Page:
First off, Angel’s Grace and Phyrexian Unlife both keep you from dying when you cast Ad Nauseam, allowing you to draw your whole deck. Then you pitch three Simian Spirit Guide to create enough mana to cast Lightning Storm. If you don’t know what Lightning Storm does, don’t be discouraged. Very few people drafted Coldsnap, and even then it wasn’t exactly a first pick.

If you end up testing this deck on Magic Online, just know that you have to hold priority when casting Lightning Storm (hold ctrl), pitching your lands to put charge counters on it before it actually resolves. You have to do this in real life too, but that shouldn’t be too hard and can usually be solved by just discarding a large number of lands in addition to casting it.

The coolest thing about this deck is that it can kill the opponent at instant speed, giving you the flexibility to play around counterspells quite easily. Since they can never tap out, it gives you plenty of time to set up your combo or eventually find Pact of Negation or Boseiju, Who Shelters All to make your Ad Nauseam uncounterable. Since Angel’s Grace has split second, Ad Nauseam is the only spell you need to make uncounterable in the combo. After board you even have access to Tolaria West to act as an additional copy of Boseiju.

This deck is reasonably strong against control decks since they’re incredibly reactive in nature. Few versions play any quick threats other than Snapcaster Mage, but they’ll generally tend to milk value out of it by getting a rebuy on Mana Leak or the like.

Some of the numbers may look a little strange, such as the three copies of Leyline of Sanctity in the board. Personally, I’m an advocate of four or zero copies of Leyline. Maximize your chance to have it in your opener, I say. In matchups where you desperately need Leyline, you’re not going to want to have to cast it naturally, as they tend to use their discard spells quite aggressively in the early turns of the game before they begin deploying threats.

In general, this type of non-interactive deck is a little soft to Splinter Twin because it’s not quite as fast on the kill, though you do have some resiliency with both Angel’s Grace and Phyrexian Unlife to buy you time. Twin decks often play cheap counterspells to interact with you early on while also helping to assemble their combo ala Remand. The fact that they can also use their Deceiver Exarch or Pestermite to tap an early land, causing you to occasionally stumble, means you might have a little trouble along the way.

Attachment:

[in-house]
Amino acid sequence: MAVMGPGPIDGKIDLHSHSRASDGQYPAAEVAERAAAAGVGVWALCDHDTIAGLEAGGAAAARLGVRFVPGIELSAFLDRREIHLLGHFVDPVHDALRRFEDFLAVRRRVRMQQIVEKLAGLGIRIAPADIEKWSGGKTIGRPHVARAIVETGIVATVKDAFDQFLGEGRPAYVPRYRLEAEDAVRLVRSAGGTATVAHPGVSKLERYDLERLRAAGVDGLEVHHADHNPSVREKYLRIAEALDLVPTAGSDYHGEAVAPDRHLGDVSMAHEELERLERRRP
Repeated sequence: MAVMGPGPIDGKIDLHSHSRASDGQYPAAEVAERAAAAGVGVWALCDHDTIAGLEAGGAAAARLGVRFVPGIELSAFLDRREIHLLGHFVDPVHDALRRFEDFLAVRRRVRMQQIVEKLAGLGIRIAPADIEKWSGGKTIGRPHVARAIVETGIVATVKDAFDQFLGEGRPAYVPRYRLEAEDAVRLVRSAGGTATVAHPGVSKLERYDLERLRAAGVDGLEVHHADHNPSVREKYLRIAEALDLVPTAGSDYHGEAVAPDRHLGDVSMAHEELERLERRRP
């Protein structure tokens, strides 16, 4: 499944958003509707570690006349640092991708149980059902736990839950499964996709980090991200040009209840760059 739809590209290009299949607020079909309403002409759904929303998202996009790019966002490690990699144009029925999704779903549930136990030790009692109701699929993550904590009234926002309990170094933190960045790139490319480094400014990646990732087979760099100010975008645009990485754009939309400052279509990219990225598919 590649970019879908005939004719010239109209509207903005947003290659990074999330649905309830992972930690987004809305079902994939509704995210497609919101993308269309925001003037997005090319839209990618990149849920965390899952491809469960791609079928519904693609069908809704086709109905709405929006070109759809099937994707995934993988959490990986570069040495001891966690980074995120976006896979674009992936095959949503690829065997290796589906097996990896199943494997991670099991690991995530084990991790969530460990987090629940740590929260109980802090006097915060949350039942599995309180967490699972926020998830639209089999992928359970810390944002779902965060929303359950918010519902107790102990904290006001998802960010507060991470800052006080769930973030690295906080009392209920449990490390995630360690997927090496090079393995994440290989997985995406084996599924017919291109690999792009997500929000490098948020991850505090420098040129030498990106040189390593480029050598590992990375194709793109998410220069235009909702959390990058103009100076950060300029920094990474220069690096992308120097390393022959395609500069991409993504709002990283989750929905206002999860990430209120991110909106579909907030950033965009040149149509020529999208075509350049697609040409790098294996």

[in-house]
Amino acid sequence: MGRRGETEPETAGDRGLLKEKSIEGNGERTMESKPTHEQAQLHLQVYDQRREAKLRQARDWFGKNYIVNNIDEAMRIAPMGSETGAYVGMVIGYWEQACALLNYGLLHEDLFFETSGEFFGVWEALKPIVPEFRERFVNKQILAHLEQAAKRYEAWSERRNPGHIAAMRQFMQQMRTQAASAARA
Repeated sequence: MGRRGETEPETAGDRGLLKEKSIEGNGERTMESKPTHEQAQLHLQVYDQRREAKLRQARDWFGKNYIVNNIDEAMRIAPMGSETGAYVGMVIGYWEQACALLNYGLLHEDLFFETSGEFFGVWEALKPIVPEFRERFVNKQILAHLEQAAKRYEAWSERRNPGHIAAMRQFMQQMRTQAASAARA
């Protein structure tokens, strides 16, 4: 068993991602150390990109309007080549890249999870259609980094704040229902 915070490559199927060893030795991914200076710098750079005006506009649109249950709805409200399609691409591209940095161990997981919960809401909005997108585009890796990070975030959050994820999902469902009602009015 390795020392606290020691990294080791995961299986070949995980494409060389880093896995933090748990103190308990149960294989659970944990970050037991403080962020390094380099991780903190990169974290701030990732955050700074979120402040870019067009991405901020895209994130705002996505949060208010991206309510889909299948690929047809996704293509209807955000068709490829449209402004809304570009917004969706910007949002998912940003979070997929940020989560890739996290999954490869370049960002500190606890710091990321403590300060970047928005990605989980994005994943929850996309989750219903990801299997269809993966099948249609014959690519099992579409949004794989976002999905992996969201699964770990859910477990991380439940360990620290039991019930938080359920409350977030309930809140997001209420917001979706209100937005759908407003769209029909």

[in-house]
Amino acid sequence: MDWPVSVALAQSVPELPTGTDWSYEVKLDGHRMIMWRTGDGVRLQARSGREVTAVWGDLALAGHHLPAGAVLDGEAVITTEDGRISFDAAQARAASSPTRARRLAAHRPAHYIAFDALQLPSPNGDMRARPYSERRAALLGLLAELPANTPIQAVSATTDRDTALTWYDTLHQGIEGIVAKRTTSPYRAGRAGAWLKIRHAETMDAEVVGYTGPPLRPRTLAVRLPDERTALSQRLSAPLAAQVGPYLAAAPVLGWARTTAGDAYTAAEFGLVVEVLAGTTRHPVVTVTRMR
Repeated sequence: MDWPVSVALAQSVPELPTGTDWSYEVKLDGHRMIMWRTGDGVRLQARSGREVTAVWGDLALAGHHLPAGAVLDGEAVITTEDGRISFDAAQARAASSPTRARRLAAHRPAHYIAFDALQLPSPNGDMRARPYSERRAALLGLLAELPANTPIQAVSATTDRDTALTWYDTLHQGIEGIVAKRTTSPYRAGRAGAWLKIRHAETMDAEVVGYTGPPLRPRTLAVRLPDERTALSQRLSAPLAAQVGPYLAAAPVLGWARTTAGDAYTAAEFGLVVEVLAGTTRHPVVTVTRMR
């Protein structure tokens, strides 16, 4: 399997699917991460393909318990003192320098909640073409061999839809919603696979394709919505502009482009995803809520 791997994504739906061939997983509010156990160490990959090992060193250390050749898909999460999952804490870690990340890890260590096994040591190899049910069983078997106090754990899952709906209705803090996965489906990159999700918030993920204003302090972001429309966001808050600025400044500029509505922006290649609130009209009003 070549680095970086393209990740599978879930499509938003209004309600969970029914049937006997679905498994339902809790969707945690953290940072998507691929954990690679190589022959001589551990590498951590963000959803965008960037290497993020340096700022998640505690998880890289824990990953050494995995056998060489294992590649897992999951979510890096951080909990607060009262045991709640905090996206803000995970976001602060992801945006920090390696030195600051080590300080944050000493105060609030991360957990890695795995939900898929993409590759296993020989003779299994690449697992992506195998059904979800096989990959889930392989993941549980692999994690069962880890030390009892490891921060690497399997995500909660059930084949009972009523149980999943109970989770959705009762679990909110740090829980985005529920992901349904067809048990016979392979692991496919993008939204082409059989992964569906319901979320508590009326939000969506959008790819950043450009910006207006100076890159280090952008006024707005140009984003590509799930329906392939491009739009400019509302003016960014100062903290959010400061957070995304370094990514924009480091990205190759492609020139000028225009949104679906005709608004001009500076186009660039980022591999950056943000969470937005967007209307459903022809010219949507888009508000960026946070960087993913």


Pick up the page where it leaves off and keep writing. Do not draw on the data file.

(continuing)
Speaking of Splinter Twin . . .

Patrick Dickmann’s list looks phenomenal. If you’ve been playing the Splinter Twin archetype for a while in Modern, I highly recommend giving this list a shot. With the Tarmogoyf and Scavenging Ooze backup plan alongside a host of cheap removal spells, this deck can attack from multiple angles, making it much harder for traditional Splinter Twin hate to keep the deck down. Torpor Orb looks downright terrible against an opponent who just casts Tarmogoyf into counterspells and removal spells.

The problem with this style of combo deck is that you can often have draws featuring Tarmogoyf or Scavenging Ooze alongside some combo piece that don’t do a whole lot. This is one of the reasons why Dickmann chose to play three copies of Pestermite and Deceiver Exarch as opposed to playing four copies of Exarch and only two copies of Pestermite. In a pinch, Pestermite can actually make a pretty good race of it alongside Tarmogoyf against a number of strategies and even prevent the opponent from blocking (or attacking) in the meanwhile. The fact that Pestermite also has flying is definitely a plus when you’re trying to race, though it is susceptible to Lightning Bolt.

The option to sideboard out your combo in some matchups is also appealing, as Splinter Twin is vulnerable on numerous levels. Enchantment hate, creature hate, and counterspells can make it difficult to assemble the combo, and often your best bet will be to just play some creatures and turn them sideways. The additional Scavenging Ooze and Batterskull to the board make this a realistic possibility, though Pestermite can always be of service in these scenarios.

The fact that this deck is so flexible means that it will be nearly impossible for your opponent to sideboard correctly against you. Imagine if they never see a Pestermite or Deceiver Exarch in game 1. They’ll probably think you’re just a RUG Control strategy and board differently as a result. This can lead to a lot of free wins in games 2 and 3, assuming you are adept enough at keep your opponent guessing incorrectly as to your overall game plan.

While I feel as if I’ve barely scratched the surface on the Modern format, I’ve put in a ton of games already, and I feel quite confident about my chances at Grand Prix Richmond. With what is shaping up to be an enormous (and incredibly fun) event, I am excited to be a part of something wonderful. While I desperately need a Top 16 in order to hit Silver and qualify for Pro Tour Journey into Nyx, a certain quote comes to mind:

"You mustn’t be afraid to dream a little bigger, darling."

GP Richmond